As regular people purchase more drones, the small, unmanned aerial systems keep dropping in price and growing in capability. Once expensive, underpowered, remotely piloted toys with blink-of-an-eye battery life, consumer drones can now operate far more independently and for longer periods of time. They are nothing like the heavily armed fixed-wing drones such as the Reaper, which American forces have used to prosecute quiet wars across the world, but a new National Academy of Sciences report suggests that small, consumer-grade drones could be used in swarms to effectively attack American infantry with onboard bombs.
“Contrary to the past, when U.S. warfighters may have found improvised explosive devices, now the improvised explosive devices will find our warfighters," the report concludes.
While there have been occasional reports of souped-up consumer drones used in military conflicts, Russian military authorities said in January that a swarm of fixed-wing drones, which were made of plywood and loaded with explosives, attacked the country’s main air base in Syria.
“More than a dozen armed drones descended from an unknown location onto Russia’s vast Hmeimim air base in northwestern Latakia province, the headquarters of Russia’s military operations in Syria, and on the nearby Russian naval base at Tartus,” The Washington Post reported. “Russia said that it shot down seven of the 13 drones and used electronic countermeasures to safely bring down the other six.”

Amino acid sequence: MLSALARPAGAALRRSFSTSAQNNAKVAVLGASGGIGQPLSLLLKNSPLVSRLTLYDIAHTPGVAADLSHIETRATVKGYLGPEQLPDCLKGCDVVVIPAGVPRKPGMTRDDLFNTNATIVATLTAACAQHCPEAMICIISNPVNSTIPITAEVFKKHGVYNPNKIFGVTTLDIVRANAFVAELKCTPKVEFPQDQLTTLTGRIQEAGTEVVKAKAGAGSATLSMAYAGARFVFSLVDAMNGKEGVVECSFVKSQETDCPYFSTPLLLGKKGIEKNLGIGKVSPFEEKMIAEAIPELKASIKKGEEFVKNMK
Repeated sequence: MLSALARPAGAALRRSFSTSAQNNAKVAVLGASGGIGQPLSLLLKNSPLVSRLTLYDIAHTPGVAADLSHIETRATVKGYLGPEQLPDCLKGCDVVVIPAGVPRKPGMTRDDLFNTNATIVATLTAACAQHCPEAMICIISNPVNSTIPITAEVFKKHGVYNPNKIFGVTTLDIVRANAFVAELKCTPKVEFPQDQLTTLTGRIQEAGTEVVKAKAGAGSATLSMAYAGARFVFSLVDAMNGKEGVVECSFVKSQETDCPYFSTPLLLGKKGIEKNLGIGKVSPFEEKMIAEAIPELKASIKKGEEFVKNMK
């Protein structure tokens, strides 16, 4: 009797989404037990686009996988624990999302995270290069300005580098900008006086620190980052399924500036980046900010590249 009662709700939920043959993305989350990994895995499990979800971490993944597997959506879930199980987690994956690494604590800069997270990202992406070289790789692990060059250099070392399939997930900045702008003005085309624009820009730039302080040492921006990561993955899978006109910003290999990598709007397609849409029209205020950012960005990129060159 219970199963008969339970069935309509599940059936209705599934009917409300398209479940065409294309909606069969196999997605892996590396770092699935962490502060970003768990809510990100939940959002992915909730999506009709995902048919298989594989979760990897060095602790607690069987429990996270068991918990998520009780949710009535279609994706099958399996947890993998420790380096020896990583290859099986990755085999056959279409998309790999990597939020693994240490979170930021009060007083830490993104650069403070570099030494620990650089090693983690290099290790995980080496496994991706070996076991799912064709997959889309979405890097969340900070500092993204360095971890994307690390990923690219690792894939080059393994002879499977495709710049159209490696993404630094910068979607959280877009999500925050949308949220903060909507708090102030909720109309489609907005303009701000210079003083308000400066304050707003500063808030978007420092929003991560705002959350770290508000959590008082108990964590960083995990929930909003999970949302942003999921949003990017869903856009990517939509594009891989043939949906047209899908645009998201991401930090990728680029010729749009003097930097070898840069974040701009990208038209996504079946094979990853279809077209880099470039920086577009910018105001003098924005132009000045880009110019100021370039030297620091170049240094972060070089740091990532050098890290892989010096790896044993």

And these drones appeared substantially less sophisticated and maneuverable than a DJI Phantom 4, the leading consumer drone.
The National Academy notes that most of the counterstrategies that the Army has developed are “based on jamming radio frequency and GPS signals.” The thinking was: Drones needed those information flows to navigate effectively. Cut them off and you neutralize the attack. But, as more decision-making intelligence gets baked into groups of these systems, those techniques will become less effective. “Recently marketed sUASs [small unmanned aerial systems] have technological enhancements (e.g., obstacle avoidance and target-following technologies) that support autonomous flying with no need for a control link or access to GPS,” the report states.
And “kinetic” defenses—that means bullets and explosives—might also run into some problems with swarms of tiny aircraft. “Kinetic counters, such as shooting down a single, highly dynamic, fast-moving, low-flying hobby aircraft with small arms (rifles, shotguns, and light machine guns), are extremely difficult due to the agility and small size of sUASs,” the report states. “Additionally, swarming sUASs can be employed to overwhelm most existing kinetic countermeasures.”
These militarily attractive features are why the United States is working on massive drone swarms, too, and recent tests have included dropping more than 100 robin-sized Perdix drones out of two F/A-18 Super Hornets. The individual units then formed into a swarming formation, as seen below.
The report that was released to the public is an abbreviation of a much more extensive report available to military officials, but even the public’s glimpse of the analysis demonstrates that small drones could be an important component of war from now on.